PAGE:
5 Reasons Why Corporate Wellness Programs Fail

Men and women discussing corporate events | nova vitacare | Texas

Wellness programs always start for the right reasons. After all, wouldn’t you want to work for a company whose employees are happy and healthy, helping to boost morale, improve employee retention, and increase work productivity? With burnout from workplace stress at an all-time high, companies are looking for ways to support the overall health and well-being of their employees. However, launching a wellness program isn’t as easy as companies may think. We’ve delved into major reasons why company wellness programs fail and how to avoid them.


What Is an Employee Wellness Program?


Employee wellness programs, or employee well-being initiatives, are a benefits system within a company designed to help employees maintain their physical and mental health. Wellness programs should provide an array of creative resources that encourage employees to prioritize their well-being both inside and outside the office.


Encouraging employees to address their overall well-being, maintain a healthy work-life balance, and practice self-care can boost work performance, engagement, and morale, and may reduce healthcare costs.


While a wellness program can’t single-handedly resolve employees’ health issues, it can play a significant role in offering support and be the starting point for a new perspective on health. An employee wellness program can improve company culture and create a motivating environment when implemented successfully.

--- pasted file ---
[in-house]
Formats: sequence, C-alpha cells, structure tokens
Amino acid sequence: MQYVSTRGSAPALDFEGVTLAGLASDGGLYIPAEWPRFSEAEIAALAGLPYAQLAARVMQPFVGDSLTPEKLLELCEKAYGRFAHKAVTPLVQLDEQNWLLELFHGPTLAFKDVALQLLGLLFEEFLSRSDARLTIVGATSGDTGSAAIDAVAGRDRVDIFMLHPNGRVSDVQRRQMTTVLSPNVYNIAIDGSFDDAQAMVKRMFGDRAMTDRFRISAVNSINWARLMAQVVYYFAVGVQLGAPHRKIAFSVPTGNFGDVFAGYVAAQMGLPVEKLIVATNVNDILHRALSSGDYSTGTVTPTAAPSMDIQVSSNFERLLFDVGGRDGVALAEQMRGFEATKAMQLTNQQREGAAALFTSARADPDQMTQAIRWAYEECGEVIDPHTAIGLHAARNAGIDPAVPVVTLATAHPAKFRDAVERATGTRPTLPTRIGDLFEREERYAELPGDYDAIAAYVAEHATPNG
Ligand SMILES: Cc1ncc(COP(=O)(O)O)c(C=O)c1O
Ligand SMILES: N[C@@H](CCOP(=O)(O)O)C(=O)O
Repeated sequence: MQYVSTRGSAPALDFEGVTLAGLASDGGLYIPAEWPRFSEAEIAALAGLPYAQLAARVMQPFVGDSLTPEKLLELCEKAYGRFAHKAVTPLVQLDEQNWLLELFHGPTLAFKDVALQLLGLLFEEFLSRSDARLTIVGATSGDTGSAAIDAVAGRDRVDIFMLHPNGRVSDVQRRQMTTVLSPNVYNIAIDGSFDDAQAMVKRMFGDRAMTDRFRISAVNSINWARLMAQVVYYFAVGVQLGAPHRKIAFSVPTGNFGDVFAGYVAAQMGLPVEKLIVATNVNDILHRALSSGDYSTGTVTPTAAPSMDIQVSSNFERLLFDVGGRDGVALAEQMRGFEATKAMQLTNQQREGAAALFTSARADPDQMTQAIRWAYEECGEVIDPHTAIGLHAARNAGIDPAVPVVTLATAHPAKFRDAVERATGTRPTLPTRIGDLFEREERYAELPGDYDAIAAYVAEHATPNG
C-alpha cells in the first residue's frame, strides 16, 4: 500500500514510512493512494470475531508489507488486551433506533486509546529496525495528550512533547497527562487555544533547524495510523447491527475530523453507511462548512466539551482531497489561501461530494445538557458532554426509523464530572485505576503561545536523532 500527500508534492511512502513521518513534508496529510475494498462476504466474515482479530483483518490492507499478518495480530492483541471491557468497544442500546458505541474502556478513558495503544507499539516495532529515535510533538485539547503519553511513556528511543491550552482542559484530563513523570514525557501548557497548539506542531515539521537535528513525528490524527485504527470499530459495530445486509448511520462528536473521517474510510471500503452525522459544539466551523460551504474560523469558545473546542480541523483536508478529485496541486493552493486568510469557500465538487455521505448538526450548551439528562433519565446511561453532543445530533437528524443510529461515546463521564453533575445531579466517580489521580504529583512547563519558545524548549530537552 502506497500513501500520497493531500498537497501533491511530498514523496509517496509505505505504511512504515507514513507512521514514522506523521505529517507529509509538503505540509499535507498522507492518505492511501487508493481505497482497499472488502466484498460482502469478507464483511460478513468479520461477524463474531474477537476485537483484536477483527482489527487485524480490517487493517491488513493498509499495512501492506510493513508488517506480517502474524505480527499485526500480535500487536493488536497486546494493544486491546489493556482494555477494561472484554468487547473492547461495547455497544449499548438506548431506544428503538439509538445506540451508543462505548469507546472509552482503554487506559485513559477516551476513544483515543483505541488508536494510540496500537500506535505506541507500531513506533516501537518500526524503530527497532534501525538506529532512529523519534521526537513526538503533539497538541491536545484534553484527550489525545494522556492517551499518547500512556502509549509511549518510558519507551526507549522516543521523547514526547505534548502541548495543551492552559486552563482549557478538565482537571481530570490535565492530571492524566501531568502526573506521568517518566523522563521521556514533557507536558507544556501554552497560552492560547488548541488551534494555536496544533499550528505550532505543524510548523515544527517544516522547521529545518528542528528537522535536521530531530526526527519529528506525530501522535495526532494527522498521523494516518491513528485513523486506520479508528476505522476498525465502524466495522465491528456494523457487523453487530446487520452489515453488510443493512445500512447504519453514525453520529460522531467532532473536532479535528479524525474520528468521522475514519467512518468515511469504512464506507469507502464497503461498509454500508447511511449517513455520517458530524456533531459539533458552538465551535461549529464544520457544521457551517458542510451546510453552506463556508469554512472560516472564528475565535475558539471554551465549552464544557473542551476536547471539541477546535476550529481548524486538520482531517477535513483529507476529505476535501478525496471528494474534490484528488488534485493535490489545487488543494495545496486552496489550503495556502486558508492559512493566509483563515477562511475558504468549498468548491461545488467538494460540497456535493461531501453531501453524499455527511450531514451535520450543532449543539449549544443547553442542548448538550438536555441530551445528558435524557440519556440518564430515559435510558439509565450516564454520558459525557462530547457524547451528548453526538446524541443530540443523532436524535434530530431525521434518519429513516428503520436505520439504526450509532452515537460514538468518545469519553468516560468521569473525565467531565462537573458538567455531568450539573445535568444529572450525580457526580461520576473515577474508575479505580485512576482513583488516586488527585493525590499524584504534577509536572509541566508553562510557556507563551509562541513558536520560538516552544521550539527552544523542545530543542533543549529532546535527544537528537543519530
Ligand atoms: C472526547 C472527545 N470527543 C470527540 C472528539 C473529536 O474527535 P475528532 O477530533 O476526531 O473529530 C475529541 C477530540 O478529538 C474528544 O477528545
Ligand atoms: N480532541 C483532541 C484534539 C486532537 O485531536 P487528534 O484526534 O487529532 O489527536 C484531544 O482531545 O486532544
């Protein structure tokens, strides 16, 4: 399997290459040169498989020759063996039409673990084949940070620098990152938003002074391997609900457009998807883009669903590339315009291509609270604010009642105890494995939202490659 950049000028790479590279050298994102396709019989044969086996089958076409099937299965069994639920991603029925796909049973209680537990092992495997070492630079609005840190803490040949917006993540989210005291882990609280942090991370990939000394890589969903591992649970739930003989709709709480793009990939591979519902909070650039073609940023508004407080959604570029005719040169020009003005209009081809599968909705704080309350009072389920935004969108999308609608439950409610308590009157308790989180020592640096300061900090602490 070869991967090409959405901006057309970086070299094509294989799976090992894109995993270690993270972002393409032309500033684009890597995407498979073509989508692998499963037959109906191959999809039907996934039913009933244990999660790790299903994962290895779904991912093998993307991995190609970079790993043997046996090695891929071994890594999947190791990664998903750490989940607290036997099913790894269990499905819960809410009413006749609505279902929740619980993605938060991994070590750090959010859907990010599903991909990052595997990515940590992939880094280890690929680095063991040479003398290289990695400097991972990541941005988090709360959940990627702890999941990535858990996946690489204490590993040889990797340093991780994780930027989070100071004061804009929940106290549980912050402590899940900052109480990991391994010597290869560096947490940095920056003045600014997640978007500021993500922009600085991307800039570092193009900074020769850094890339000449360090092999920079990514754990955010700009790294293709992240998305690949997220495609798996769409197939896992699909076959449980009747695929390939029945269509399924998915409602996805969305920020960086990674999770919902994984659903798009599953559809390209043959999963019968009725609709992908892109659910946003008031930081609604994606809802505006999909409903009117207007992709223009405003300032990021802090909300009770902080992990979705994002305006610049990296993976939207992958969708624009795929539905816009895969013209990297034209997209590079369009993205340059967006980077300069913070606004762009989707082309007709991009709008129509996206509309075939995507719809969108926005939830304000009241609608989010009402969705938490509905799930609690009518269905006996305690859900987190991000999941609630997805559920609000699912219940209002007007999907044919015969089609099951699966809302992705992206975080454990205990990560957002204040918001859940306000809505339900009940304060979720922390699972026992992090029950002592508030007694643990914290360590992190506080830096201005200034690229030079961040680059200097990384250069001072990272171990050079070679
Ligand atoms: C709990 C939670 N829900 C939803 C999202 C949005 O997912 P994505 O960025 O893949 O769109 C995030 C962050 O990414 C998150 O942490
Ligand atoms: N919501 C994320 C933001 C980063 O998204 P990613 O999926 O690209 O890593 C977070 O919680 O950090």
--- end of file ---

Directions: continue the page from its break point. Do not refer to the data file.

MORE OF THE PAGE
Why Do Employee Wellness Programs Fail?


Employee wellness programs may fail for a variety of reasons, but we’ve pinpointed 5 common reasons and how to avoid them.


1. Lack of Leadership Buy-In and Retention


One reason why company wellness programs may fail is because there is insufficient leadership buy-in, decreasing adequate funding and proper engagement. Management and leadership may view the program as an expense, rather than an investment. Viewing employees and their health concerns as a risk factor instead of viewing them for their potential can hinder employees’ perception of and engagement in a company wellness program.


If leadership fails to inform employees about the importance of maintaining their well-being, then employees may dismiss their health needs. They will not view the wellness program as an influential asset to their health. A study by IBM explains that while 80% of executives believe their company is supportive of employees’ physical and emotional health, only 46% of employees reported feeling that their company supports their physical and emotional health.